If they gave out awards for perseverance, Nashville's BR549 would be the hands-down champion. From the early days as the house band at Robert's Western Wear on Lower Broadway to the group's current incarnation as a tight four-piece, the 549ers have never given up. On Dog Days, original members Chuck Mead, Don Herron and Shaw Wilson are joined by bassist Mark Miller, known to local audiences from his stint in the Ex-Husbands. Miller fits right in, and the band delivers another fine package of neoclassic country.
Expanding its repertoire beyond country, the band delves into the blues on "Lower Broad St. Blues," Western swing with Miller's lead vocal on "You Are the Queen," and even a gospel-tinged "The Devil & Me," which features harmony by the Jordanaires. Frontman Mead co-wrote the majority of the songs, but the album also features covers of the immortal Dave Edmunds ("A-1 on the Jukebox") and Tim Carroll's ironic "After the Hurricane." But multi-instrumentalist Herron keeps the country thing right up front with his always amazing fiddle, mandolin and steel guitar work.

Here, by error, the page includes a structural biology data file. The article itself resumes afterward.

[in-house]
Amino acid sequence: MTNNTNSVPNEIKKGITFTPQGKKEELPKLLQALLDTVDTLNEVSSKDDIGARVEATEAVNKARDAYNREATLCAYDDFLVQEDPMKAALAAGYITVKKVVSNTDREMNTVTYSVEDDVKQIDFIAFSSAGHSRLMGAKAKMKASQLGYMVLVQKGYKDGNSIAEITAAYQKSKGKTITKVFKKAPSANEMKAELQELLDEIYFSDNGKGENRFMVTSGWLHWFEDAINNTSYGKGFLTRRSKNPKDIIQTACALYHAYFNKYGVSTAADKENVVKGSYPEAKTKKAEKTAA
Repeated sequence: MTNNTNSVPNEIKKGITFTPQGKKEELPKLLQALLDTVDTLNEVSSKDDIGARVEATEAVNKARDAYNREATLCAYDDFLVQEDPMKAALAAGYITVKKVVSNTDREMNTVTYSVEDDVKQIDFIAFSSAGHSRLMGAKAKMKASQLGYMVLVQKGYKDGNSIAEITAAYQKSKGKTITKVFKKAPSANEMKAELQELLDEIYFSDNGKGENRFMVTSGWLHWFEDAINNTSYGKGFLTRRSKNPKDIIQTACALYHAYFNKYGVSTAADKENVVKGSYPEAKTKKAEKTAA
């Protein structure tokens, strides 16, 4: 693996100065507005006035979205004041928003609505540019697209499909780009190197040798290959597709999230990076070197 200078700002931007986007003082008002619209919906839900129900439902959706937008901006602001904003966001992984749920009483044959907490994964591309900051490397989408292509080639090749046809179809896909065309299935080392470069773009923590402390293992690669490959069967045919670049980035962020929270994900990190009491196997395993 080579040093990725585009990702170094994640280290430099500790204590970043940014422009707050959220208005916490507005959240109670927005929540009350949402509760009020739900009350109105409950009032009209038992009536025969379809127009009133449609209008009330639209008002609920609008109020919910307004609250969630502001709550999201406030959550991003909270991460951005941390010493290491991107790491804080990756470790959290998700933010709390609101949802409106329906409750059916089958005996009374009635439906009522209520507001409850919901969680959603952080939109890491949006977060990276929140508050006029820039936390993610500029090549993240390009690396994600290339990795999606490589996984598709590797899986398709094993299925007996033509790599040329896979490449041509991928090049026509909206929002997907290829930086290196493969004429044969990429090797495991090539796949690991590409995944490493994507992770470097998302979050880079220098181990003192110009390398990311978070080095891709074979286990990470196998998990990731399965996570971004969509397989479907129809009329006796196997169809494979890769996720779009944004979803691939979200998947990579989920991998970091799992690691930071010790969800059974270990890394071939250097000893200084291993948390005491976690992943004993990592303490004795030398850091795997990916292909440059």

BR549 has worked hard to shed the "novelty act" status and establish itself as a legitimate and viable band. While its studio albums inevitably fall a little short of capturing its onstage intensity, Dog Days proves the boys have grown up and can deliver the goods in spades.
*Christ, Lord sorry
"Punk" style like this seems like it is the polar opposite of punk. Bradford Cox…
They're kind of starting to look like a joke of themselves. Song's good though.
All 80s movies want you...
Their show with Chris, Lord about 3 years at the Unicorn was the best.